7 November 2012
"I have for ever quitted Birmingham as a home"
Catherine Hutton stated in 1791 'I have for ever quited Birmingham as a home', no-one knew if she meant it, but she never did return to live in Birmingham again, and she had good reason to want to stay away. The 14th of July 1791 was the day of the King and Country Riots, it all boiled up after a few men met at the Hotel to celebrate the anniversary of the storming of the Bastille and the ideals of the French Revolution. Here, a few windows got smashed, but the riot soon spread across Birmingham and most houses did not get off so lightly, many were burnt to the ground, though William Hutton's house on High Street was saved that fate as the neighbours protested in fear that it may spread to their own homes. The rioting was targeted towards religious dissenters*; research and conjecture as to why this was the case could fill an essay in themselves, so here I will only note that William Hutton was a dissenter, and one, like many others in Birmingham, who had done well for himself in business. He ran his shop as a stationers on High Street, where he lived above, but also had a large house a little out of Birmingham on Washwood Heath where his wife, who suffered from illness, and daughter Catherine usually resided. That house did get burnt down, but here I will explore what happened on High Street.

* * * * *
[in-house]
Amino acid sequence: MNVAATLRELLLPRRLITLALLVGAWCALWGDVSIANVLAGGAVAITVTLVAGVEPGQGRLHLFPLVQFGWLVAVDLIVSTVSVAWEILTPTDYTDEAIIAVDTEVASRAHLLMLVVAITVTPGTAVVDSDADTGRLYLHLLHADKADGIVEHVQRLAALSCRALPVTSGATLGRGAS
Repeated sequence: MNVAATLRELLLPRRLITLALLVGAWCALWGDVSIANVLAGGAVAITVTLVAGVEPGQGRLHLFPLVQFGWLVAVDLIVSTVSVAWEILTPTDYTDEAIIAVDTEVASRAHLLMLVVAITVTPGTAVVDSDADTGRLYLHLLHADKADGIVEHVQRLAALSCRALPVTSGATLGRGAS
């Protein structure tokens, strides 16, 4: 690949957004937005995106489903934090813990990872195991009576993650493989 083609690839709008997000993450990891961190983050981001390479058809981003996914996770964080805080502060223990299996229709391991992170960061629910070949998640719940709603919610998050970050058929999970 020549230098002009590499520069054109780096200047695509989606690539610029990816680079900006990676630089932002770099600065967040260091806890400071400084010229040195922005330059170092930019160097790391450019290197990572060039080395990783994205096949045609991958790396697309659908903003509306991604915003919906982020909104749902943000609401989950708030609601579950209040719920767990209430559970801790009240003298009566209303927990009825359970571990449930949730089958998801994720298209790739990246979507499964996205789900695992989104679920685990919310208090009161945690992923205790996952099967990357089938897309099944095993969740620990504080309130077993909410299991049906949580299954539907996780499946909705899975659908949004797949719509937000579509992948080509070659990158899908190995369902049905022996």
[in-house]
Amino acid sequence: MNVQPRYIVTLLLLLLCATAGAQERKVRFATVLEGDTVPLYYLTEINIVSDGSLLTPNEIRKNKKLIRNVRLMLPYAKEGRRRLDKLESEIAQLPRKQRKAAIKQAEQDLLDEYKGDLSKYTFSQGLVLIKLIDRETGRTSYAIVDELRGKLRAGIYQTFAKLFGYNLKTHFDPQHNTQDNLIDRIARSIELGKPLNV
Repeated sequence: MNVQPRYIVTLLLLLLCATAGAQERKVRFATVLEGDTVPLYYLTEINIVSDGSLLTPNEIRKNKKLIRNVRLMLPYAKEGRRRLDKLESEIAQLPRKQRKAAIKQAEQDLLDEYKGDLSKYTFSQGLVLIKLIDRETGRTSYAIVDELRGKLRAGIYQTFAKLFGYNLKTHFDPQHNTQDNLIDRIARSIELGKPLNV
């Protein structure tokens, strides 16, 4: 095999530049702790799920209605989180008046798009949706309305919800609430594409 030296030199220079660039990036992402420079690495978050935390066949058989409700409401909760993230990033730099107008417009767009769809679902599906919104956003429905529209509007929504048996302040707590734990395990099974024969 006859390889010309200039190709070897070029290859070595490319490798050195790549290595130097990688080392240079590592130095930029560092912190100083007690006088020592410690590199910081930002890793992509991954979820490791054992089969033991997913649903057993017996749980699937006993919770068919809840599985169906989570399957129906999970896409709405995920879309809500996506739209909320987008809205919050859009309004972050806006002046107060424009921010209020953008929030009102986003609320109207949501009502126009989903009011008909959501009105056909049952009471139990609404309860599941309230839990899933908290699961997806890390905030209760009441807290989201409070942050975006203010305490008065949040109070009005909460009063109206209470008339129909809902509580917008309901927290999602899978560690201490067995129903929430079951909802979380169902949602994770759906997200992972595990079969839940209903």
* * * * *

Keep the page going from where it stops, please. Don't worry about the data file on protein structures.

Catherine was with her mother at Washwood Heath when the rioters called on her father and brother in High Street on the 15th, the day after the riots began. Dissenter Meeting Houses had already been burnt to the ground, as well as Joseph Priestley's, John Ryland's and John Taylor's houses. William Hutton had not been at the dinner at the Hotel, but he was a Unitarian (dissenter), and as well as that, he was also a Commissioner at the Court of Requests, dealing with those who owed debts. Hutton stated himself, that 'armed with [this] power, I have put a period to thousands of quarrels, have softened the rugged tempers of devouring antagonists, and, without expense to themselves, sent them away friends. But the fatal rock upon which I split was, I never could find a way to let both parties win. If ninety-nine were content, and one was not, that one would be more solicitous to injure me than the ninety-nine to serve me'. Hutton was known, when dealing with litigations, for his statement 'thee pay sixpence, and come again next Friday' (Friday was when the court was held); as the mob threw his possessions out of the windows of his house it was recorded that they shouted 'who bids for this?' to which the reply came 'thee pay sixpence, and come again next Friday'.